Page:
Hubby and I watched the news headlines about Barbie. I said to hubby that I’d never owned a Barbie. My doll was called Suzie and my sister cut her hair. Suzie looked bald in the front by the time my sister had finished. You can probably imagine the resulting war in our house that day! Hubby asked if I’d like him to buy me a Barbie. I told him a Barbie might come in handy but I’d need a Ken as well. Maybe two Kens since I’m writing some kinky stuff these days. Some erotic romance writers use their Barbies or children’s Barbie dolls to work out their love scenes. Hubby was aghast. Surely not? It was really funny, and we had a long, very interesting discussion about Barbie and Ken. It’s probably best if I end my blog post right there…

Did you own a Barbie doll? Do your children? And for all the erotic romance writers out there–have you used Barbies or Action figures for help in working out love scenes?

Tuesday, March 10th, 2009
Fated Mates.

Paranormal romances often use a fated mates plotline where the hero and heroine take one look at each other and know they will spend their lives together. Some readers and reviewers consider the fated mates plot overdone. They say it’s a way for the author to cheat on the world building aspect of their writing and that the fated mate plot is a shortcut. I’ve also seen readers/reviewers say characterization suffers in a fated mates story. Others say this type of plot is unbelievable.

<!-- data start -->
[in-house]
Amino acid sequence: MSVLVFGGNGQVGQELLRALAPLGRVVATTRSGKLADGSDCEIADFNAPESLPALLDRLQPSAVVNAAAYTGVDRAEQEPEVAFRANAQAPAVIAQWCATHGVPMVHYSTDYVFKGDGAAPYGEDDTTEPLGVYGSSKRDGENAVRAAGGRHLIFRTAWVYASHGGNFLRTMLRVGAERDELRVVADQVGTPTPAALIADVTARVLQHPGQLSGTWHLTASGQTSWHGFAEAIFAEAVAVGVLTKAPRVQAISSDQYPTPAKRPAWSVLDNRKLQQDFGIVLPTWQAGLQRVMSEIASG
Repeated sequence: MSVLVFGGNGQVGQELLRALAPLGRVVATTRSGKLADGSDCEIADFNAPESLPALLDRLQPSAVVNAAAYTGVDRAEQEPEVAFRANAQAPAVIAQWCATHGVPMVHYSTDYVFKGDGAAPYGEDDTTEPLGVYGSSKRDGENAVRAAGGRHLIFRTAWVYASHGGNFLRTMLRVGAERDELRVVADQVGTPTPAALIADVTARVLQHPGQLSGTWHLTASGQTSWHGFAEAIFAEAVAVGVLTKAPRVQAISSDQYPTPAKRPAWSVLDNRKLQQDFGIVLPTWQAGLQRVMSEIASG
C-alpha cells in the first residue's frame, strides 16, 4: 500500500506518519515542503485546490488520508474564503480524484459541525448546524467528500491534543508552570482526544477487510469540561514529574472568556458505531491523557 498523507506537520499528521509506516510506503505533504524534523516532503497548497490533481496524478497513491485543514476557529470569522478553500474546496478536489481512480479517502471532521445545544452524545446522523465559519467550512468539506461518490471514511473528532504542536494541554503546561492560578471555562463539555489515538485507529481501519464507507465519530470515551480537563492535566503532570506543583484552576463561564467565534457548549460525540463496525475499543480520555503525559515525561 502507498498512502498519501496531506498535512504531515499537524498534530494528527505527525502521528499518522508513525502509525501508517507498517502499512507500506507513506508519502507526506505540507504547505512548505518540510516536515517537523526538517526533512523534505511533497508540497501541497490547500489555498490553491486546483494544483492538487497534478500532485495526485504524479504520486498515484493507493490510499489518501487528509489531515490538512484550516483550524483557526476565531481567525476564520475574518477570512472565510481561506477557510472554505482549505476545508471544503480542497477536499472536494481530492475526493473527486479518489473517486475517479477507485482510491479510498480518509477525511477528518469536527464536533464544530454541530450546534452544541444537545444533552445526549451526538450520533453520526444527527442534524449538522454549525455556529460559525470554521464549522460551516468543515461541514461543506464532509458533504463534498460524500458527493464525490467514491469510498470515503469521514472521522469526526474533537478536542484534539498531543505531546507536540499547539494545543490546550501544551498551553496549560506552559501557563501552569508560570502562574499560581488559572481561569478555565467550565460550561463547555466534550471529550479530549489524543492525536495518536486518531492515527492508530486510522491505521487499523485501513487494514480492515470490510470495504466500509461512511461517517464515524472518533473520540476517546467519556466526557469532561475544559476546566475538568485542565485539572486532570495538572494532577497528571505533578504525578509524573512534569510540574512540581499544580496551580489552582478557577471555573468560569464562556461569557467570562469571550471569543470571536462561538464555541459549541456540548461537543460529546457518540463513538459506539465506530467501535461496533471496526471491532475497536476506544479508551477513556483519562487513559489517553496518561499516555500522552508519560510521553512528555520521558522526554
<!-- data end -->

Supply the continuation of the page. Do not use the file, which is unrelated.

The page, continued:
Personally, I love reading and writing this type of plot. I read romance for the happy-ever-after aspect and like to think there is a special person or a soul mate waiting out there for every person. In my Middlemarch world, every feline shifter has a special mate. They don’t necessarily have to hook up with that person, but mostly they do end up together. Fated mates stories often contain other elements such as a suspense subplot.

What do you think? Do you like the fated mates plotline? What do you like or dislike about it? Are stories that use the fated mate scenario too predictable? Are there any particular stories featuring fated mates that you’ve enjoyed?